Saturday, August 6, 2011
Life after FCP
I learned nonlinear video editing in high school, and I've been using the same program for ten years. To me, learning to use Final Cut Pro at 18 was like understanding how to use a pen or a camera or to drive a car for the first time. Imagine looking at letters and pictures all your life but having no idea how they were made. All of a sudden, I could control the story.
Final Cut Pro did that for thousands of other people at around the same time. Video used to be possible only for big studios and TV stations and companies. Suddenly anyone with a camera, a cable and a mac full of hard drives could make their own little movies. Tell that to the millions of teenagers uploading videos to youtube this weekend and nobody cares - but a decade ago, it was unbelievable.
Then, a month ago, Apple kind of dumped FCP by making the newest version essentially useless for professionals. I'll admit, I was a little heartbroken at first. I'm plunged straight into learning a new set of tools under a deadline - and I'm surprised and happy to say that's a good thing. It's forcing me to break some old habits and concentrate again on making a story. Sometimes breakups are great.
Now I work with about five different programs at a time, all doing different parts of that job - arranging images and sound to tell a story. There's an endless amount of tweaking to be done with a different tool for each thing. The massive sensor inside the Red One camera generates an enormous amount of information. Four million points of light every 1/24th of a second - incident photons electrified and stored as raw computer data copied onto dual onboard hard drives. When I hook up those hard drives to a computer, open RedcineX and start working, this is what I see.
The fact that the data is raw from camera's sensor is significant. It starts out as flat and honest pixel information, ready for manipulation. You can do absolutely anything to it. With FCP, we would then render out these movies and then start editing them. That's very time consuming. And every time you change your mind about the look of a clip, you have to render it all over again. You get to continue sitting in your dark little box watching a bar crawl across the screen lying to you about how it's almost done. Lame. Tape has all but disappeared, but we've been living under the shadow of those filmish tape-like habits. Digital workflows can be the worst of both worlds. Remember how everyone used to talk about the paperless office and it never happened? And now you have just as many papers and TPS reports and piles of memos and things you could never make time to care about duplicated in two different electronic and physical landscapes? Like that.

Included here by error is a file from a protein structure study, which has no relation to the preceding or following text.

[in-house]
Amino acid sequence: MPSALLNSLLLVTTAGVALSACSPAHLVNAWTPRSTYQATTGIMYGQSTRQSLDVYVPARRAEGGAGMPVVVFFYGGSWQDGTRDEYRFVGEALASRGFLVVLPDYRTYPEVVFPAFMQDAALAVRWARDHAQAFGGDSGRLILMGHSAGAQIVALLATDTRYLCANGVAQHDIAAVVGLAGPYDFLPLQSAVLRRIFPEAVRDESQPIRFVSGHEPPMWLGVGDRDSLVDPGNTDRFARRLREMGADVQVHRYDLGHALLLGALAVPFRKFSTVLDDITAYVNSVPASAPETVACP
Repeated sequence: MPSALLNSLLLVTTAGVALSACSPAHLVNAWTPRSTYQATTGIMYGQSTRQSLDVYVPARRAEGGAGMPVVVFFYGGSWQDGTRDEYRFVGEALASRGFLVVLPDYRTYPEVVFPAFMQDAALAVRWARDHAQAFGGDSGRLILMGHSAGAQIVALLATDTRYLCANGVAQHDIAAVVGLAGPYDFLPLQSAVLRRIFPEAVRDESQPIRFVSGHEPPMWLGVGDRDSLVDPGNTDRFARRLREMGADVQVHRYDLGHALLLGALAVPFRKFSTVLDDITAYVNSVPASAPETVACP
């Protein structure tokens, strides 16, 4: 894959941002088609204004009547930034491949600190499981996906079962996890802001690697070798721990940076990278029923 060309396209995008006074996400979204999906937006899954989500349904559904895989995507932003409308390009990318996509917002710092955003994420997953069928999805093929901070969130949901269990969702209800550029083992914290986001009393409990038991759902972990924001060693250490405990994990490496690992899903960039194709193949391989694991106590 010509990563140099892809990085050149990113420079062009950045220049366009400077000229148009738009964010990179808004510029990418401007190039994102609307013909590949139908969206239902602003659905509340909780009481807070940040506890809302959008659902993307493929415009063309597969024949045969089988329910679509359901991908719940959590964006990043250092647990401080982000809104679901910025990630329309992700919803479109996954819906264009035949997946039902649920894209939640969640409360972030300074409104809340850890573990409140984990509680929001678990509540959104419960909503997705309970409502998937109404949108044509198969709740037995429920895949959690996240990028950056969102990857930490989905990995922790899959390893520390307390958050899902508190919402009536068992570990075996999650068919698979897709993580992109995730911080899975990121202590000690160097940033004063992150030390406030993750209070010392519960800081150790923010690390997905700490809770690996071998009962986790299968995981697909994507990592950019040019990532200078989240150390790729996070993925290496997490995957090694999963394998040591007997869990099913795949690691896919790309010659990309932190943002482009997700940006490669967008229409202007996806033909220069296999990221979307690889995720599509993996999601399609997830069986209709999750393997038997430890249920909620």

For me, that is beginning to change. This is one example. The great thing about this new set of tools is that no matter how much I distort the image using all those settings, it never messes with the source file. I can give a clip as many different kinds of looks I want, and it just saves little matadata files. They're called .RMDs - like a handful of transparent celluloid sheets plopped over the original image, all interchangeable. And the best part is that in Adobe Premiere, I can cut a whole sequence, then go back to RedcineX, change anything, and it instantly reads the new .RMD and new colors ripple through into the movie with no waiting. What used to take a roomful of $10 millon machines and lights and 3 specialists and miles of film and hours of tweaking to achieve a single final irrevocable result now can be done in seconds by me alone at a cheap computer - and I can change my mind and redo it tomorrow.
Now, whether that fact alone will destroy all of the time-saving advancements in my digital film workflow... we'll see.